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So confused - Grip with your knees?

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  • Riding dont grip with your knees explained
  • Where legs grip when horse riding

 
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    04-10-2011, 12:22 PM
  #11
Showing
Yep, even in western, gripping with your knees is a no-no. I don't really know how to explain it in a clear way, but the way that I ride, I don't really grip with anything. Most my weight is on my pelvic bones with my balance coming from my inner thighs and my calves. I just keep just enough tension in my legs to keep them close to the horse's sides. Don't brace against the stirrups because that will make it harder to keep your butt in the saddle and it will make your feet and legs hurt during long rides. I guess I think of it in a way of giving a light hug to the horse's barrel with your legs LOL.
     
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    04-10-2011, 12:45 PM
  #12
Yearling
Quote:
Yep, even in western, gripping with your knees is a no-no. I don't really know how to explain it in a clear way, but the way that I ride, I don't really grip with anything. Most my weight is on my pelvic bones with my balance coming from my inner thighs and my calves. I just keep just enough tension in my legs to keep them close to the horse's sides. Don't brace against the stirrups because that will make it harder to keep your butt in the saddle and it will make your feet and legs hurt during long rides. I guess I think of it in a way of giving a light hug to the horse's barrel with your legs LOL.
Well said!
     
    04-10-2011, 01:11 PM
  #13
Trained
Great posts Kaydeebug! You need to move over here!

Just to add to Kayty's awesome posts, coming from an Eventer, here's my added information....

What I've learnt over the years, this is from riding Dressage, Jumping and XC, that your heels must be your anchor - they are one of the most important ingredients in the whole recipie. If they cannot anchor you in your tack, you're in trouble.

You must allow your bodies weight to flow naturally from your head, all the way down into your heels - but if you pinch or grip with your knees, you are now blocking that natural weight flow from occuring - which is bad, which means, that weight flow goes from your head, into your seat, downwards, but gets blocked off by your knees....so that weight flow has nowhere else to go, but remain in your upper area of your body.

So, as Kayty stated, that makes you very vulnerable in your tack, instead of solidified. That leaves you with you trying to find your balance in your feet by lifting your heels instead of sinking into them....your lower body can no longer do its job. Which means, your heels cannot be your anchors.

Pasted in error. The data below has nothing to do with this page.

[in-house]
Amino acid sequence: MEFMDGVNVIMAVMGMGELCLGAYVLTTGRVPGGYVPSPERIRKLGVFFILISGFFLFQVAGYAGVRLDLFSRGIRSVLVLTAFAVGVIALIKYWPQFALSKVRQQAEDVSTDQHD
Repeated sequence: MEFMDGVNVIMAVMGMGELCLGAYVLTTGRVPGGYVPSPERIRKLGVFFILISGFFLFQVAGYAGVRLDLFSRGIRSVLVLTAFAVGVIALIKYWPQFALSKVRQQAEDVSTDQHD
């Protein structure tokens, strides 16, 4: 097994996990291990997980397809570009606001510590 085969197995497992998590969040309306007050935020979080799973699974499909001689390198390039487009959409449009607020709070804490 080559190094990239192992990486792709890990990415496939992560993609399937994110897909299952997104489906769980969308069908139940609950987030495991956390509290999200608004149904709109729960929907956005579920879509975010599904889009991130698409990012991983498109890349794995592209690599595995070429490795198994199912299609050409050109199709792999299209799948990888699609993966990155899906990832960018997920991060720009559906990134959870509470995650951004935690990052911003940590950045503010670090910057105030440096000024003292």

When you open your knees, and allow your heels to do their job - that weight flow can now dispurse past your knees, and into your lower leg, and into your heels.

When you allow your heels to be your anchor, that means that your seat can do its job as well because of that natural weight flow. That weight must beable to go from your top, all the way through to your bottom.
     
    04-11-2011, 05:23 AM
  #14
Weanling
In the old days (when I was a kid) we were taught to grip with knees and put your weight on your big toe. It's pretty old school now.

Definitely, the concensus now is to have contact through your whole leg but your lower leg (below the knee) is your 'safety belt' - that is what you hold on with and stabilises your position.
     
    04-11-2011, 06:16 AM
  #15
Trained
Quote:
Originally Posted by smrobs    
Yep, even in western, gripping with your knees is a no-no. I don't really know how to explain it in a clear way, but the way that I ride, I don't really grip with anything. Most my weight is on my pelvic bones with my balance coming from my inner thighs and my calves. I just keep just enough tension in my legs to keep them close to the horse's sides. Don't brace against the stirrups because that will make it harder to keep your butt in the saddle and it will make your feet and legs hurt during long rides. I guess I think of it in a way of giving a light hug to the horse's barrel with your legs LOL.
Yes...really gripping with anything will give you, at best, a very rough ride. Most folks that I know wind up gripping with their legs to try and maintain balance, but good balance comes from your seat and core/abdominal muscle strength. If you develop those, you'll have a nice, comfortable ride at any gait.
     

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